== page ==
By Caroline Shannon-Karasik
By now you've seen or heard this scenario play out in one way or another:
1. Boy takes picture of his involvement in a not-so-respectable activity.
2. Picture gets posted to Facebook.
3. Boy is friends with professor/employer/parent/grandparent who sees picture.
4. Boy is at risk of losing a scholarship/being fired from a job/getting yelled at by parents/receiving "that look" from grandparents that makes him or her want to crawl into a hole.
It's embarrassing, right? But, yet, a number of college students across the globe continue to post less-than-savory photos and updates of themselves on Facebook –– only to reap the repercussions of their poor actions down the road.
Here's how to keep from doing the same. Seriously, read these tips and avoid a Facebook scandal you'll get to call your very own.
1. Crank up your privacy settings.
"But remember that even the most secure setting leaves you vulnerable," says Brent Franson, vice president of sales at Reputation.com. "There's no fool-proof setting."
2. Don't talk about your professors.
It might seem like a no-brainer, but it's a common mistake says Mike Austin, professor of philosophy at Eastern Kentucky University and author of the blog, "Ethics for Everyone" at PsychologyToday.com.
"This can get back to that professor," he says. "There is an ongoing conversation about many issues occurring in social media, and by participating in this in an intelligent, thoughtful, and responsible manner, students can enhance their reputation. They may interact in positive ways with faculty at a graduate program they would like to attend, and this could be beneficial."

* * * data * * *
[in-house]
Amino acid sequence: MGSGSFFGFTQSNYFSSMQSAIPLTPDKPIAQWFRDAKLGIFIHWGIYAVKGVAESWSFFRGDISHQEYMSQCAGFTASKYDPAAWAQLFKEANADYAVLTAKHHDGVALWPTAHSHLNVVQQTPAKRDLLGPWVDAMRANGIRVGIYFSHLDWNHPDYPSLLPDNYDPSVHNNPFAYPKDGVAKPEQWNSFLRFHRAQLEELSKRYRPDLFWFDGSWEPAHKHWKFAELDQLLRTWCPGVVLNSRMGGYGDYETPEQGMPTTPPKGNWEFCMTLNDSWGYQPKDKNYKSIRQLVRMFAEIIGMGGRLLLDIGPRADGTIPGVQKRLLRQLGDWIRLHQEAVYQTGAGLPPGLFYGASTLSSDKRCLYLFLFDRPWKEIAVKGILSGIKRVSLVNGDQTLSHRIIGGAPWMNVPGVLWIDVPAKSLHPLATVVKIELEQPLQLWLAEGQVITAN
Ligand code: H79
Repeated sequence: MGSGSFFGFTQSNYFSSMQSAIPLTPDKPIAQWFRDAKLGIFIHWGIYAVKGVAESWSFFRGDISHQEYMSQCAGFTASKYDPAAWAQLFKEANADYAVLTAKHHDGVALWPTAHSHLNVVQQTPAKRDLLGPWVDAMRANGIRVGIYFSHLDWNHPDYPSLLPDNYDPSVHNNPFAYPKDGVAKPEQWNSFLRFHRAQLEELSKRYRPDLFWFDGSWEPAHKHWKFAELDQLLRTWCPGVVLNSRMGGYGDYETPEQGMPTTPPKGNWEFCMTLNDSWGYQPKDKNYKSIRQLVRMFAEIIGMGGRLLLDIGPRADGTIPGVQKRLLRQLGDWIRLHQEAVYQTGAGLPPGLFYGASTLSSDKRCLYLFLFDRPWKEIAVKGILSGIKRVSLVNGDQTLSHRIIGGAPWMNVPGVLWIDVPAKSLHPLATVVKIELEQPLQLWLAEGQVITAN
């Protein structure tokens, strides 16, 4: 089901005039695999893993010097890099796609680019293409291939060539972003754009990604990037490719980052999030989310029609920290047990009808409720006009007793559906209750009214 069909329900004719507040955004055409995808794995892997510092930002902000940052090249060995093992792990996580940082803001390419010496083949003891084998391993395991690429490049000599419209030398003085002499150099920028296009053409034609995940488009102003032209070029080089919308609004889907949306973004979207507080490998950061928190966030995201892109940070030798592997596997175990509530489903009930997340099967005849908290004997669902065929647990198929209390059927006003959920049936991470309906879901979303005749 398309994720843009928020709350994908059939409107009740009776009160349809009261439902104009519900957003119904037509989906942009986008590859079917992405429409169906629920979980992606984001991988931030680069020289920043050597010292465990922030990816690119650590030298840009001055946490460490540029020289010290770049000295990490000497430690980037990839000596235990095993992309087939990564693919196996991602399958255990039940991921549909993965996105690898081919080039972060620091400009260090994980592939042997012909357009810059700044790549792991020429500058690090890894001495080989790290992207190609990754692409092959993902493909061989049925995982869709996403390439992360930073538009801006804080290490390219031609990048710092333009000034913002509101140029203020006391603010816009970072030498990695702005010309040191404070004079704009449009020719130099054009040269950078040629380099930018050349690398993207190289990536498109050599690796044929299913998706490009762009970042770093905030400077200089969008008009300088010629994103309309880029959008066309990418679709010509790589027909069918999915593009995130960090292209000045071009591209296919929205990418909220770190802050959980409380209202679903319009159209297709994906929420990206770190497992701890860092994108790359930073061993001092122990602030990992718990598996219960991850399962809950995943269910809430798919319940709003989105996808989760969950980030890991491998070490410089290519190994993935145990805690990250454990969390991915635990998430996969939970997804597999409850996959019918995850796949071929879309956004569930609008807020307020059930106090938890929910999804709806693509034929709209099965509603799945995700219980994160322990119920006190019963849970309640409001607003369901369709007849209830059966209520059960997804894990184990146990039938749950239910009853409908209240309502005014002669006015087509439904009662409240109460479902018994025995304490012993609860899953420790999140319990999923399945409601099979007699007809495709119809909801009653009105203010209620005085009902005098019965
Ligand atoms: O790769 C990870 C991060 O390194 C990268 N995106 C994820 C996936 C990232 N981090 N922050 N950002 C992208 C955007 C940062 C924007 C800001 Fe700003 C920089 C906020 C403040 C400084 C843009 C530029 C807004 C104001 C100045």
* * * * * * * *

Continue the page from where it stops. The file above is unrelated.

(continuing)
3. Choose wisely with who you "friend" on Facebook.
"If they don't know you, then they don't have a right to see your information,” says Kevin DeShazo of Fieldhouse Media. "There's no award handed out for having the most Facebook friends or Twitter followers. Turn on the setting that requires you to approve any picture that a Friend tags you in."
4. Avoid gossip.
"And don't let someone else pull you into a gossipy conversation," Franson said. "Instead, post about things you like (e.g. hobbies, career interests, bands or movies) or things that concern you, like social justice issues, news or volunteering."
5. Think before you post.
Brian Massie, a communication consultant at Virginia-based advertising agency, American Timing Group, LLC, advises students to avoid trying to use their Facebook posts to show off.
"The question you need to ask yourself is 'Why is it important to me to electronically publish that I did something controversial or illegal?'" Massie says. "As tempting as it is, don't use social media to try to impress people ... You can be classy or you can be a punk; the choice is yours." We say choose class –– every time.
- Don't use Facebook as a place to gossip. Save it for private conversations.
- Never discuss your professors or any other person who can affect your status in school or at a place of employment.
- Don't make it a popularity contest –– you won't win an award for having an obscene number of friends.